Pinterest in under 500 words: what it is & why firms should care

By Todd Bacile | June 25, 2012
PinterestIn recent months a fast growing social medium has emerged: Pinterest. According to Shareaholic close to half (48.81%) of all web traffic is referred from Google, followed by Facebook (6.38%), Yahoo (1.61%), StumbleUpon (1.29%) and Bing (1.21%). Pinterest came in sixth at 1.05% (beating out Twitter at 0.82%). Furthermore, Mashable.com states that the site refers more visitors to a firm’s web site than Google+, YouTube, and LinkedIn combined. This has recently led many to ponder: what is Pinterest? This social site uses the concept of people creating an online “pinboard” of images. Pinterest enables users to be redirected to websites once they click on a picture. Not every business should be on Pinterest. However, if your products are visually appealing, it would be a wise strategic move to become active on the site.

Pinterest opens a whole new world for users by helping them create and plan for a future event or occasion whether it be imminent or far off in the distance. Although a majority of account holders are women, Pinterest does not discriminate and can be utilized by men all the same. Users can create their own boards to organize and inspire their personal style. Subjects are far ranging from women’s shoes, women’s clothing, and make-up, to BBQ recipes, home brewed beer, and weight lifting/training tips (to name a few).

Individuals and businesses alike can create online show rooms that showcase personal taste and creativity. Since the site is still relatively new to the social media playground, everyone who uses it discovers new ways to market different things. Some people make their boards public to enable other users to add pins to their boards, a very open-ended approach to constructive criticism. Some users are using it to drive more traffic to their website or blog. Other users are creating a resume’ like profile in which their boards consist of pieces of work they have created, things that inspire them, and their hobbies. This is a very modern approach to the typically dull job search for all parties involved. A resume’ setup would typically only work for users whose focus is for creative professions such as graphics, design, stylists, and video producers.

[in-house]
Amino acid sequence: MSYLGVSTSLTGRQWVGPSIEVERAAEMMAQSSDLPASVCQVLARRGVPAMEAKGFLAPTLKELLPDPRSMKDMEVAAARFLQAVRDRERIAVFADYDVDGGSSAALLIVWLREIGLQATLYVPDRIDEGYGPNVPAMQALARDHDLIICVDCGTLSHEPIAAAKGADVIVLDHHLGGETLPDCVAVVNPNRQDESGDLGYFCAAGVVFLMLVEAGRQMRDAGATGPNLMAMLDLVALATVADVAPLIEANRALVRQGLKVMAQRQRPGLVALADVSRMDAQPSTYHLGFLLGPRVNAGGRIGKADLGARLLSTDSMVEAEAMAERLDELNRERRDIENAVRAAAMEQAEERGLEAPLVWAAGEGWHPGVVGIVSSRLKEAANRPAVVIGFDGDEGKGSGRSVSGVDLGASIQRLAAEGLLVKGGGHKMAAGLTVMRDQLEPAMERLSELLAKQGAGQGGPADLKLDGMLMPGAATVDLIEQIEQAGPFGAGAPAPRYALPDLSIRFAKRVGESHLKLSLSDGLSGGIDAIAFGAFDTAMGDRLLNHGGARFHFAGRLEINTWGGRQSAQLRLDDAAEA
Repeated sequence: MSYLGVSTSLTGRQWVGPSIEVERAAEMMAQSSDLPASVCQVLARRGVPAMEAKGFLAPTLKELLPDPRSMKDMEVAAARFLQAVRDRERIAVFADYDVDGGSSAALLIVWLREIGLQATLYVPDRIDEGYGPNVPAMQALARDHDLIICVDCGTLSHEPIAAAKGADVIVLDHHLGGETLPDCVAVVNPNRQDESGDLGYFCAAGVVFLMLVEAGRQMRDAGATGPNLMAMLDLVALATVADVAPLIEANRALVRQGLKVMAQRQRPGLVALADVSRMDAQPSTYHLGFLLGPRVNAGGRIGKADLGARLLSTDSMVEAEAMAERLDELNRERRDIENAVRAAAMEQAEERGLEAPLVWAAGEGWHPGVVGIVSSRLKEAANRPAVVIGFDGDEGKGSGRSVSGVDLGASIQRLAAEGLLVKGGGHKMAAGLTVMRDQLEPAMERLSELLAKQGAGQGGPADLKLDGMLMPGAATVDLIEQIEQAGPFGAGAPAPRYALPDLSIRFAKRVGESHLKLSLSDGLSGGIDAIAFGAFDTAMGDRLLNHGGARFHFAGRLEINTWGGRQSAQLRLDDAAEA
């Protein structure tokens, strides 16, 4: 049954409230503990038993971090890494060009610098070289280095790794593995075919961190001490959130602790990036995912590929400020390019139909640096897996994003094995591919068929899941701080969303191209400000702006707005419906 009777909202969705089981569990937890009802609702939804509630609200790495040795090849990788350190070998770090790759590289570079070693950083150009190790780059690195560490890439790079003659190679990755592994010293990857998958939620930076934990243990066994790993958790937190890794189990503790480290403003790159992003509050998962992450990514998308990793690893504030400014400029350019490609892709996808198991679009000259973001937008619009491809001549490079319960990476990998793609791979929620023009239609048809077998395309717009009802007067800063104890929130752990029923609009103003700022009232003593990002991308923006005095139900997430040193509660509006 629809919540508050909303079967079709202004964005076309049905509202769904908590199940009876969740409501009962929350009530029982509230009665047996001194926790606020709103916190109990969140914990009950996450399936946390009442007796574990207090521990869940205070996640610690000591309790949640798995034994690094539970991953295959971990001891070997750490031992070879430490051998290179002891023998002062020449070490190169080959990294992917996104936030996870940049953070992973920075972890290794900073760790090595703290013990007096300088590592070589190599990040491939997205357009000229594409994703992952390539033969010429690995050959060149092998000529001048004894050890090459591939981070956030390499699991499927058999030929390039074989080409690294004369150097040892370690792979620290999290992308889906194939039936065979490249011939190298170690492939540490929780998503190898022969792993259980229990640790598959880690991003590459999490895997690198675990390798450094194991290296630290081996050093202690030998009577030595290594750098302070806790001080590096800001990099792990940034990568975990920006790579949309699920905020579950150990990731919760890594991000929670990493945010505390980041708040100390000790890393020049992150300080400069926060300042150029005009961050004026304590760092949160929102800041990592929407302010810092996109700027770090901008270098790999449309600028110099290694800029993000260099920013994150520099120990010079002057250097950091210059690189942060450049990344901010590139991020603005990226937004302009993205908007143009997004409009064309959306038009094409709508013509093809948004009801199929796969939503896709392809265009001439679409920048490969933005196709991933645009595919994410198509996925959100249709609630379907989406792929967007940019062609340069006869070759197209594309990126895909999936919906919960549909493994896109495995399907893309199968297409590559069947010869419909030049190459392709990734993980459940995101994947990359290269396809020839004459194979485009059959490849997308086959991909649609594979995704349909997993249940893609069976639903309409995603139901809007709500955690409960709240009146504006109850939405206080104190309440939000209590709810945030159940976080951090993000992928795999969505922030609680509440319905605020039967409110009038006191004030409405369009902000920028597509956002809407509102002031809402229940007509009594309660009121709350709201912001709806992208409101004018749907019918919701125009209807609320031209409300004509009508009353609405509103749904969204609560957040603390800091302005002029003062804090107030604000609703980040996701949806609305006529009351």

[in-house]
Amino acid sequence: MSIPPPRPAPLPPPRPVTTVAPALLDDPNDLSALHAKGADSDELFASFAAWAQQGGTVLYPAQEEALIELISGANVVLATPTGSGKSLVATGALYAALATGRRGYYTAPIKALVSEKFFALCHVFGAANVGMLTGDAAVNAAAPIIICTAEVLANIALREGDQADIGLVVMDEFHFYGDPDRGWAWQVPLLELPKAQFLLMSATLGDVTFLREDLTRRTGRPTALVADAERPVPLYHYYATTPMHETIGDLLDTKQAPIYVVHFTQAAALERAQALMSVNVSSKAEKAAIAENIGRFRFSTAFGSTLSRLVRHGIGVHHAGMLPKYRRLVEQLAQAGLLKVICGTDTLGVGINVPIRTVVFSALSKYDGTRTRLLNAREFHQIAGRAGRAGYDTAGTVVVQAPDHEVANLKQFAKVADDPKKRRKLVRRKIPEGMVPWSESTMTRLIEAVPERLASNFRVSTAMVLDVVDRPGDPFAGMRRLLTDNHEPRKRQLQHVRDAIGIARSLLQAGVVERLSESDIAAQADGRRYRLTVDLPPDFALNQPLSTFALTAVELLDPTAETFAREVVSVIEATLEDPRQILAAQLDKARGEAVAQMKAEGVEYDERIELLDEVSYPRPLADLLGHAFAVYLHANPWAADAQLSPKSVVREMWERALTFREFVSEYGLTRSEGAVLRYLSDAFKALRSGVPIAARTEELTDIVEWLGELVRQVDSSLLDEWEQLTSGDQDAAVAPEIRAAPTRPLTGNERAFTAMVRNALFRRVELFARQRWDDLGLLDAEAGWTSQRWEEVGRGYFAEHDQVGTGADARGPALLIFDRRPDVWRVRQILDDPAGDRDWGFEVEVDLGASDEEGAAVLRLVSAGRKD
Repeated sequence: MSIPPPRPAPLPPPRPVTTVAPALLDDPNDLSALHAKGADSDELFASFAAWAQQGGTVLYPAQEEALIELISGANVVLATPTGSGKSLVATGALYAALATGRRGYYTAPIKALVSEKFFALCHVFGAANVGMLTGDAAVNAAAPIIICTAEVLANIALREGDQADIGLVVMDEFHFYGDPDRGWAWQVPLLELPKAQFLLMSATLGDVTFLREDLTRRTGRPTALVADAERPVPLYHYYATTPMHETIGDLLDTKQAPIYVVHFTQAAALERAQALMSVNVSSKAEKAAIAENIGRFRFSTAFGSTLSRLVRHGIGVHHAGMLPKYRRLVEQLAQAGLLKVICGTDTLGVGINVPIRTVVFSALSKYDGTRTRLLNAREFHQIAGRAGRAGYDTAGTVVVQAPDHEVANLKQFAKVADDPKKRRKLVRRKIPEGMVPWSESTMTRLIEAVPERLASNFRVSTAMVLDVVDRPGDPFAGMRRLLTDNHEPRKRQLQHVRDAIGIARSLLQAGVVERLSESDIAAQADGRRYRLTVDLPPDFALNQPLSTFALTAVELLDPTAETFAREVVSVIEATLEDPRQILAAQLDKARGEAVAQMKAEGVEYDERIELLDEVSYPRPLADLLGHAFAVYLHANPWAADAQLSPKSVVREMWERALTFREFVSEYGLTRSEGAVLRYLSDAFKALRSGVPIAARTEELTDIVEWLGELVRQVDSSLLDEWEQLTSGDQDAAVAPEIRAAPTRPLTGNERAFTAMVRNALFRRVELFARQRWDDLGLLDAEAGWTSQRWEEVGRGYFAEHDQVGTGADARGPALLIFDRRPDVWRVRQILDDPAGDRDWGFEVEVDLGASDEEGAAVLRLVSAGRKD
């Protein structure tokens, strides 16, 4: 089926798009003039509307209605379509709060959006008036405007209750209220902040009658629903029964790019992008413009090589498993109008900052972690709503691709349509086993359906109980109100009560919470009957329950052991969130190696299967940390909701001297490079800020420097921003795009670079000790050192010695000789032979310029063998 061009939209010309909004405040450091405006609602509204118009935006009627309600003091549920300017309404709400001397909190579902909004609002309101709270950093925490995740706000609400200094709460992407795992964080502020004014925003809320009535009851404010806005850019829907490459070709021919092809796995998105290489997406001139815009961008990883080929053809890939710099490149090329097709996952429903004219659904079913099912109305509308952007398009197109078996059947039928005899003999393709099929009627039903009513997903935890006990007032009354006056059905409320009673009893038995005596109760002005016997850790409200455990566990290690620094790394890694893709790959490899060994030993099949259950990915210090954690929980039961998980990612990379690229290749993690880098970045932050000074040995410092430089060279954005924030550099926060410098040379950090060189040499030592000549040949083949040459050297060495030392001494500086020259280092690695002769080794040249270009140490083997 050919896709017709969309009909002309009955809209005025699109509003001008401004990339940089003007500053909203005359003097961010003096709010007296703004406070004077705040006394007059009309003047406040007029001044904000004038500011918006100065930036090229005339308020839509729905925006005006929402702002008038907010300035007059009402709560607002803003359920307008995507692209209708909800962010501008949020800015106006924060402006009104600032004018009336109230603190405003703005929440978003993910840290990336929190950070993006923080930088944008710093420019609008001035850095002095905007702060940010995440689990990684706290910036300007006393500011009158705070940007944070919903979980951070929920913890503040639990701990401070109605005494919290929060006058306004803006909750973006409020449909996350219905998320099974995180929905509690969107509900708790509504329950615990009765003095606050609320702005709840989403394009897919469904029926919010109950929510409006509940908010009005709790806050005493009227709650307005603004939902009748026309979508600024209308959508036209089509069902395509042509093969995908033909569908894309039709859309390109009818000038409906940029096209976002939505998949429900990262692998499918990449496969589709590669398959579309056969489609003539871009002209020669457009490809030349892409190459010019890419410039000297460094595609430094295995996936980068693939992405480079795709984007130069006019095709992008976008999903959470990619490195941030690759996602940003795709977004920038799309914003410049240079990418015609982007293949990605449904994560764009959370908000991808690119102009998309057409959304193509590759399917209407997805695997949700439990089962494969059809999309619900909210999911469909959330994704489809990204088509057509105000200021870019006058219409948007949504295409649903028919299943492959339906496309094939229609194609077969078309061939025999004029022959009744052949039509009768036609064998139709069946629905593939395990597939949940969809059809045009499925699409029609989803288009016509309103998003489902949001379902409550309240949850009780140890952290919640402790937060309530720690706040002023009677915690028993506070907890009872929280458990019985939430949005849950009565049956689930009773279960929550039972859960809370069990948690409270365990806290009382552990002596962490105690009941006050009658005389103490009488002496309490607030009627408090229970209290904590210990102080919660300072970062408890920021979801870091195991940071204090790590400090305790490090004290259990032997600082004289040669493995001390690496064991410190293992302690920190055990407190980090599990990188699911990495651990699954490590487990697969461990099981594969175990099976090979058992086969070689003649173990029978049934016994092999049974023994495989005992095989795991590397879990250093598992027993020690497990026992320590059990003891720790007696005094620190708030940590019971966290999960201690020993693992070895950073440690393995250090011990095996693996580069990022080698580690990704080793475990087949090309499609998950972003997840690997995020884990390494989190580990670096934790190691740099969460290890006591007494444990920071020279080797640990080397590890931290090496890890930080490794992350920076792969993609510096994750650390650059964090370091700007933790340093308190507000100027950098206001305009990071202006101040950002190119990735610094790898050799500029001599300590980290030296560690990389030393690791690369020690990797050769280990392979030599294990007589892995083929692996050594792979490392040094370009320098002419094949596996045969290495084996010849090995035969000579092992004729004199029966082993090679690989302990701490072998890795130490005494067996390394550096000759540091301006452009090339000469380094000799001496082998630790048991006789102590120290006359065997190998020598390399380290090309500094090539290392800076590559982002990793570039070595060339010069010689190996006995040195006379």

A business may be considering its involvement in Pinterest: is the juice worth the squeeze (i.e. will my firm see a return on investment)? New studies suggest that Pinterest users are twice as likely to buy a product that they saw on Pinterest rather than Facebook. One particular reason is that customer reviews are a strong influence on buyer behavior in today’s marketplace. With Pinterest you can see how many times a pin has been re-pinned (i.e. how often has someone shared a picture). A greater number of re-pins sends a signal that consumers view something favorably. Facebook still has the upper hand in a larger user base, but Pinterest is a strong contender due to its ability to display and categorize vivid images of products, which ultimately makes searching for these items easier and less cluttered.

Todd Bacile is a marketing doctoral candidate and instructor for Electronic Marketing and Services Marketing in the College of Business at Florida State University. You can contact him on Twitter @toddbacile

Tessa Revolinski contributed to this post. She is a recent graduate of Florida State University and has the proud distinction of having a higher Klout score than her e-Marketing professor. You can follow Tessa on twitter @mamaswoosh

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